Page 245 - Jewish Book Annual Volume 50

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flowers and the crystal apples,/ kiss with your mouth Mary Mag­
On a snowy day in Jerusalem Jesus walks and is followed
by women: “Mary Magdalene who loves him, walking with tears
of snow./And Miriam his mother, and Miriam mother of James,
and the other Miriam, and a Miriam of snow./ Follow him, dear
women, for the man is cold all alone in the snow.” In the final
poem, the poet states: “I saw the man of love/ walking to and
fro on the water./ The sun was the crown of his head./ The
earth was illuminated by his light.” He sees Jesus measuring
the earth and time, past and future. Jesus explains the mystery:
“The earth is a woman/ betrothed by her suffering./ The Mes­
siah’s flower out of her pain/ will bloom, its name is love./ And
I, who was dead,/ know that there is no other truth:/ I shall
be what I shall indeed be,/ only through love will I revive from
death.” While the soldiers guarding the grave are sleeping, Jesus
ascends to heaven, “melted in the light of his love.”
Finally, a work by Jacob Glatstein (1896-1971) goes beyond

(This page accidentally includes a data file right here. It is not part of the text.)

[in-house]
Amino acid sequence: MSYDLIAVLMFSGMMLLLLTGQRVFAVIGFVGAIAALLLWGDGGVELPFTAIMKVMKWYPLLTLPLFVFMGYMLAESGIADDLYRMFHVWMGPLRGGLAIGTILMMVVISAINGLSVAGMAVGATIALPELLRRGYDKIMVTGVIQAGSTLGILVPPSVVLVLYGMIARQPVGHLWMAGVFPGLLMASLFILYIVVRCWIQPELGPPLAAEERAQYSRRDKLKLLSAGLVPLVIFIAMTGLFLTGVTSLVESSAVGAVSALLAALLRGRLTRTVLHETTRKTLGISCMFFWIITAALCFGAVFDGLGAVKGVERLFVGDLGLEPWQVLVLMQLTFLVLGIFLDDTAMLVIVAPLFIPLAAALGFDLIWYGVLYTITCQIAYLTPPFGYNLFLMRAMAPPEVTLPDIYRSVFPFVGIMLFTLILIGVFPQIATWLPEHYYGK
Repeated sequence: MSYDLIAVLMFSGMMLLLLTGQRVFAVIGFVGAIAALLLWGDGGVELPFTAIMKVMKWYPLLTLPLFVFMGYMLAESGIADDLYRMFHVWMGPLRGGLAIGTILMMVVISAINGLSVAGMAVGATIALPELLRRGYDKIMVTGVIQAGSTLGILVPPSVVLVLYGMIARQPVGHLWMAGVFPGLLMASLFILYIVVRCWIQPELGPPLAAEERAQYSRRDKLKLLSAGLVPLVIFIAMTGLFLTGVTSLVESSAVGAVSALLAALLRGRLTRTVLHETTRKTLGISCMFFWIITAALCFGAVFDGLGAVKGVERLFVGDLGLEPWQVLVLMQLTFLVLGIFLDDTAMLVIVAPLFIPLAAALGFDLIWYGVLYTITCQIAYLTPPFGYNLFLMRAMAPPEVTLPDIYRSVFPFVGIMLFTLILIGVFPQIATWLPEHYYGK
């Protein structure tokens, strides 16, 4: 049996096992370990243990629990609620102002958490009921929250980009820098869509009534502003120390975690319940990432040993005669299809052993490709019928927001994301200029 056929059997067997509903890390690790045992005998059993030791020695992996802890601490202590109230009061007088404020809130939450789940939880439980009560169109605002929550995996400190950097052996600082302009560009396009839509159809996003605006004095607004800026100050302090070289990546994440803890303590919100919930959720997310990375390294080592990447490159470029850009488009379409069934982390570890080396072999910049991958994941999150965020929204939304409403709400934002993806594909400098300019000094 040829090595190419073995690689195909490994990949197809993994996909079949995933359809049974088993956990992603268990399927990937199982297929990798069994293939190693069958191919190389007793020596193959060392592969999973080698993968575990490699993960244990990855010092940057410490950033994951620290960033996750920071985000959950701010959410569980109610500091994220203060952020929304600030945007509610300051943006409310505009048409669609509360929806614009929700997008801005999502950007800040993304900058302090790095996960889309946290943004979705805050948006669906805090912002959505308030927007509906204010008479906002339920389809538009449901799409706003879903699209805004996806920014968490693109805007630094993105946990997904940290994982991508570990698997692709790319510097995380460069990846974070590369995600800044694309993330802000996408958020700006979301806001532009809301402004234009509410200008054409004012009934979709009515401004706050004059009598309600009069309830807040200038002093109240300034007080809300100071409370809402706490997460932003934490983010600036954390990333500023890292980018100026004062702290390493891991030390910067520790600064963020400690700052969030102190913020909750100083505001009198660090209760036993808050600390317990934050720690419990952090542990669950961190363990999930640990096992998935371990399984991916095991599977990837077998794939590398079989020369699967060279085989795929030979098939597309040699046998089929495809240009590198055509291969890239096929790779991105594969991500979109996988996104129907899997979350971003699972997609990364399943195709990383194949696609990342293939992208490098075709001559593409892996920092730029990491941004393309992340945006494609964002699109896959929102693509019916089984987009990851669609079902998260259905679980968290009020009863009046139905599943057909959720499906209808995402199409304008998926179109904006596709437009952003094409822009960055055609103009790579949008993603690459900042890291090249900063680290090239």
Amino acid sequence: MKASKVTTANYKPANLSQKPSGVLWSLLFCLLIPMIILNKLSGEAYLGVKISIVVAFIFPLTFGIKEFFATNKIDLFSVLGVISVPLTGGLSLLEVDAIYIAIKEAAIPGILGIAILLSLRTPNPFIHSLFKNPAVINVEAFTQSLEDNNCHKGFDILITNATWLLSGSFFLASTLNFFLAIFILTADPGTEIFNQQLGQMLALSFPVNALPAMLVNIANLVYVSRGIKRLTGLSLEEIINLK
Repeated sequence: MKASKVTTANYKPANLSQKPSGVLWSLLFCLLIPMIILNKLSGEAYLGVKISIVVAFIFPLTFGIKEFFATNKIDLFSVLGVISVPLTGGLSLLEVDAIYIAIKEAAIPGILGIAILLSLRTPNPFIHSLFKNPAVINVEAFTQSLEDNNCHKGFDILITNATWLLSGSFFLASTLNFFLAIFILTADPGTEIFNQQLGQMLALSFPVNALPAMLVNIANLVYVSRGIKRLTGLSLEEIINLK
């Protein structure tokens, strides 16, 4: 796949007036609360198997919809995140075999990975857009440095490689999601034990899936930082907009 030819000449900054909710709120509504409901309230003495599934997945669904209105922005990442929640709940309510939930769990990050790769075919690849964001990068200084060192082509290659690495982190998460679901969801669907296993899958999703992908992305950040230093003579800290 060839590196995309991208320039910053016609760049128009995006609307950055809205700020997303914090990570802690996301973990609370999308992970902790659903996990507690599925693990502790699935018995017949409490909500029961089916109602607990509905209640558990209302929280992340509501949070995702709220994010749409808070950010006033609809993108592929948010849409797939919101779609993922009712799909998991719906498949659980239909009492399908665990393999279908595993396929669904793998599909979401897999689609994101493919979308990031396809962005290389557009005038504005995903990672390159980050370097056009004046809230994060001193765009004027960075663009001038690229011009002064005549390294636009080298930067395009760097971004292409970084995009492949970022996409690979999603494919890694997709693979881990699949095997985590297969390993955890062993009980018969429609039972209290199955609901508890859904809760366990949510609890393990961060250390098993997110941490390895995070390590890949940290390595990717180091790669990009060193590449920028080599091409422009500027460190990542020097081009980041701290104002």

Jesus in its identification of a universal, positive cultural motif.
In the poem
(1946),32 the one crucified is not the Gal­
ilean but the great Austrian composer. The language ironically
reflects Christian idiom: “I dreamed that/the gentiles crucified
Mozart/and buried him in a pauper’s grave./ But the Jews made
him a man of God/and blessed his memory./ I, his apostle, ran
all over the world,/ converting everyone I met,/ and whenever
I caught a Christian/ I made him a Mozartian.”
The background o f this poem is the Holocaust, led by another
Austrian, with its rejection of humanity and culture. The de­
voted apostles of general European culture, far beyond their
proportion in the population, have been the rejected Jews. West­
ern culture, represented by Mozart, has been crucified by anti-
Semitism, which has historic links to Christianity. Mozart, who
poured human warmth into his music, also has a Christ aspect:
he died young, penniless and neglected.
The poem continues ironically, “How wonderful is the mu­
32. Ruth Whitman, editor and translator,
An Anthology of Modem Yiddish Poetry
(New York: 1966), 9.